"Pilgrim Nuclear Plant shutdowns leave questions unanswered for Outer Cape"

NRC file photo of Entergy Nuclear's Pilgrim atomic reactor in Plymouth, MA on Cape Cod Bay, south of BostonAs reported by Peter J. Brown at Wicked Local Wellfleet, concerns continue to simmer downwind of Entergy Nuclear's Pilgrim atomic reactor (photo, left) in the aftermath of two severe winter storm related shutdowns in the span of just a couple weeks. Numerous elected and other public officials, from Massachusetts State legislators to local Selectmen, to spokespeople for the Cape Cod National Seashore advisory body, are quoted in the article, calling for Pilgrim's permanent shutdown as a safety precaution in the unevacuable Cape Cod region.


"Vermont Yankee: Vermont asks for hearing in EPZ reductions"

NRC file photo of VY, located across the Connecticut River from New Hampshire, in Vernon, VT, just 8 miles upstream of the Massachusetts state line.As reported by Robert Audette of the Associated Press, the State of Vermont Department of Public Service has petitioned to intervene, and for full adjudicatory public hearings, regarding an Entergy Nuclear's License Amendment Request (LAR) that would significantly reduce, or completely eliminate, emergency preparedness at the permanently closed Vermont Yankee atomic reactor in Vernon, VT (photo, left).

As reported in the article:

'Entergy's requested amendment would reduce the 10-mile emergency preparedness zone around the plant to its actual footprint as well as its financial contributions to emergency management organizations in the EPZ [Emergency Planning Zone]. Entergy is also asking for a reduction in its offsite emergency notification system, elimination of hostile-action scenario planning and remove the state from participating in emergency response exercises. The change in the notification system would increase notification time from 15 to 60 minutes, states the filing presented to the NRC on Feb. 9."

In the filing, Recchia wrote that if approved the amendment request would "increase the threat to public health and safety in the event of a credible accident scenario...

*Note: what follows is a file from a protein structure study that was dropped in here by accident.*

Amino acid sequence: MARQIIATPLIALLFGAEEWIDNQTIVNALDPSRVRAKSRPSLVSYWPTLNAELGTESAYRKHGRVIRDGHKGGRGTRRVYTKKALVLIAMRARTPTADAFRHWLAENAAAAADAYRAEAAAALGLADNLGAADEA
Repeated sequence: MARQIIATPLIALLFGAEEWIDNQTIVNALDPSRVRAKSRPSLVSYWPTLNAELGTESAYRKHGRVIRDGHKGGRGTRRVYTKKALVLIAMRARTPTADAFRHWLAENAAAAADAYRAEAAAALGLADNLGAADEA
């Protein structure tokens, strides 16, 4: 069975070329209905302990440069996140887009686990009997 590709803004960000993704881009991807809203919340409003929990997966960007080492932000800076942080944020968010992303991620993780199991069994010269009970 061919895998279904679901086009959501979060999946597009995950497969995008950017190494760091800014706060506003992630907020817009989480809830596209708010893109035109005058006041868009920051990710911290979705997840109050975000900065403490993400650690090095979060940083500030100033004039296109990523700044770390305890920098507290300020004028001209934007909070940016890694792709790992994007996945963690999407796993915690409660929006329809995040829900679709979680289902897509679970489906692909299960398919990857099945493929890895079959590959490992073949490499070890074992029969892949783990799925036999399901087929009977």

Lack of funding from Entergy would also hinder the state's ability "to implement the Vermont Radiological Emergency Response Programs, and any additional off-site response to an emergency," wrote Recchia.'

Significantly, many hundreds of tons of irradiated nuclear fuel will likely remain in VY's storage pool until at least 2020. Loss of the cooling water supply, as by sudden drain down or slower motion boil down, whether due to accident, attack, or natural disaster, could cause an irradiated nuclear fuel fire, and unleash a catastrophic radioactivity release. The storage pool is not located within a radiological containment structure.


"Senators Markey, Boxer and Sanders Introduce Legislation to Increase Safety at Nuclear Plants"

U.S. Sen. Barbara Boxer (D-CA), Chairwoman of the Environment and Public Works CommitteeU.S. Senator Barbara Boxer (D-CA, photo at left), Chairman of the Senate Committee on Environment and Public Works (EPW), Senator Bernie Sanders (I-VT) and Senator Edward J. Markey (D-MA) introduced three bills today aimed at improving the safety and security of decommissioning reactors and the storage of spent nuclear fuel at nuclear plants across the nation. 

The three bills address safety of spent fuel storage and decommissioning plans. They are entitled: Safe and Secure Decommissioning Act of 2014; Nuclear Plant Decommissioning Act of 2014 (see the bill, Sen. Sanders' press release, and a one-page summary); Dry Cask Storage Act of 2014. To learn more, see the press release at Sen. Markey's website.

The EPW Committee will hold and webcast a hearing entitled “Nuclear Reactor Decommissioning: Stakeholder Views” on Wed., May 14th, at 10 AM Eastern. Witnesses include CA and VT officials, and spokespeople from NRDC and NEI.

Please urge your two U.S. Senators to support these three bills. You can contact your Senators via the U.S. Capitol Switchboard at (202) 224-3121.